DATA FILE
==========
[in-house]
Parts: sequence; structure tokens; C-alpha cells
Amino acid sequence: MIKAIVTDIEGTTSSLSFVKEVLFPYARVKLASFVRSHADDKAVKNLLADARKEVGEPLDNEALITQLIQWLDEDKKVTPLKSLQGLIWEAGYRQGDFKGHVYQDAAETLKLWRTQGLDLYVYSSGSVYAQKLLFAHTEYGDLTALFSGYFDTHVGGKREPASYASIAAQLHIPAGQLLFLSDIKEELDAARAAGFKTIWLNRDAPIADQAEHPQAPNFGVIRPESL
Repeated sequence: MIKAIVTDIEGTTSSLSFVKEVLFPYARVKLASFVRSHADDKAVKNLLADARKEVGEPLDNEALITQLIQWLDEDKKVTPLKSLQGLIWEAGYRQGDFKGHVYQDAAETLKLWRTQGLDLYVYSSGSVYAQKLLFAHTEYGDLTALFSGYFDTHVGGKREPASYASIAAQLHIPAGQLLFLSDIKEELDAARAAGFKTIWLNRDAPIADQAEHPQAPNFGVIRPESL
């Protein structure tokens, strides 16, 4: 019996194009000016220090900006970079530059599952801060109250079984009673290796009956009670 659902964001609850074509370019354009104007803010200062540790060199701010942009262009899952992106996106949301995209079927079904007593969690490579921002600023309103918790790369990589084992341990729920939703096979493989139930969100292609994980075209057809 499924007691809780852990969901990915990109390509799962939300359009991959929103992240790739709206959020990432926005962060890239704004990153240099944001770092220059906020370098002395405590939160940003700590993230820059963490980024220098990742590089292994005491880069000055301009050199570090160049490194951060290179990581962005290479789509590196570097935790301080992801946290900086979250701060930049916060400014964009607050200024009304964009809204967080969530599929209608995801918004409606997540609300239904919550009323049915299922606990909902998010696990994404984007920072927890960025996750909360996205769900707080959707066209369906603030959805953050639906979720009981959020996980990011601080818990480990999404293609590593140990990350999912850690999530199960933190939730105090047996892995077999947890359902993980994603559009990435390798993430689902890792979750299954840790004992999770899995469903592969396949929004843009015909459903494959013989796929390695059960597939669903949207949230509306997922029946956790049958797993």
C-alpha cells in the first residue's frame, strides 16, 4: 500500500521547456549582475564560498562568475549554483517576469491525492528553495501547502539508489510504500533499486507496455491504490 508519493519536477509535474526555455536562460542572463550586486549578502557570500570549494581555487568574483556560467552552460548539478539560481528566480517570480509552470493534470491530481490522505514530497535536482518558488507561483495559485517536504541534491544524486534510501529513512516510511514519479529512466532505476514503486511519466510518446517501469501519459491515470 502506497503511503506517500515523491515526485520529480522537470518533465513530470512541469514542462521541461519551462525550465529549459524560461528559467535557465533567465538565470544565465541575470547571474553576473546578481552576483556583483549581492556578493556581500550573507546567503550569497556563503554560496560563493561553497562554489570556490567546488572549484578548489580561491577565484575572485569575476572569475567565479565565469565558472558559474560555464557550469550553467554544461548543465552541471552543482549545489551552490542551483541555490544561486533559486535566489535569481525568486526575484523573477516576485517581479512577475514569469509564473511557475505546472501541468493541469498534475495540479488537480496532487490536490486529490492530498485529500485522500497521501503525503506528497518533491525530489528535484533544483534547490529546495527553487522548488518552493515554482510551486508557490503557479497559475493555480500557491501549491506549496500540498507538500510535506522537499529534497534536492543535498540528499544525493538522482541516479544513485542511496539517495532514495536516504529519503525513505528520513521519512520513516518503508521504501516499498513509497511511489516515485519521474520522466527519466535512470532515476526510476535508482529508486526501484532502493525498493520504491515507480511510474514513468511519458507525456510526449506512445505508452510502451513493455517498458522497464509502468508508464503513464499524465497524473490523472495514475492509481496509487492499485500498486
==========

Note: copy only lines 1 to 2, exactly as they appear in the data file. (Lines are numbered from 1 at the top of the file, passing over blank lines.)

[in-house]
Parts: sequence; structure tokens; C-alpha cells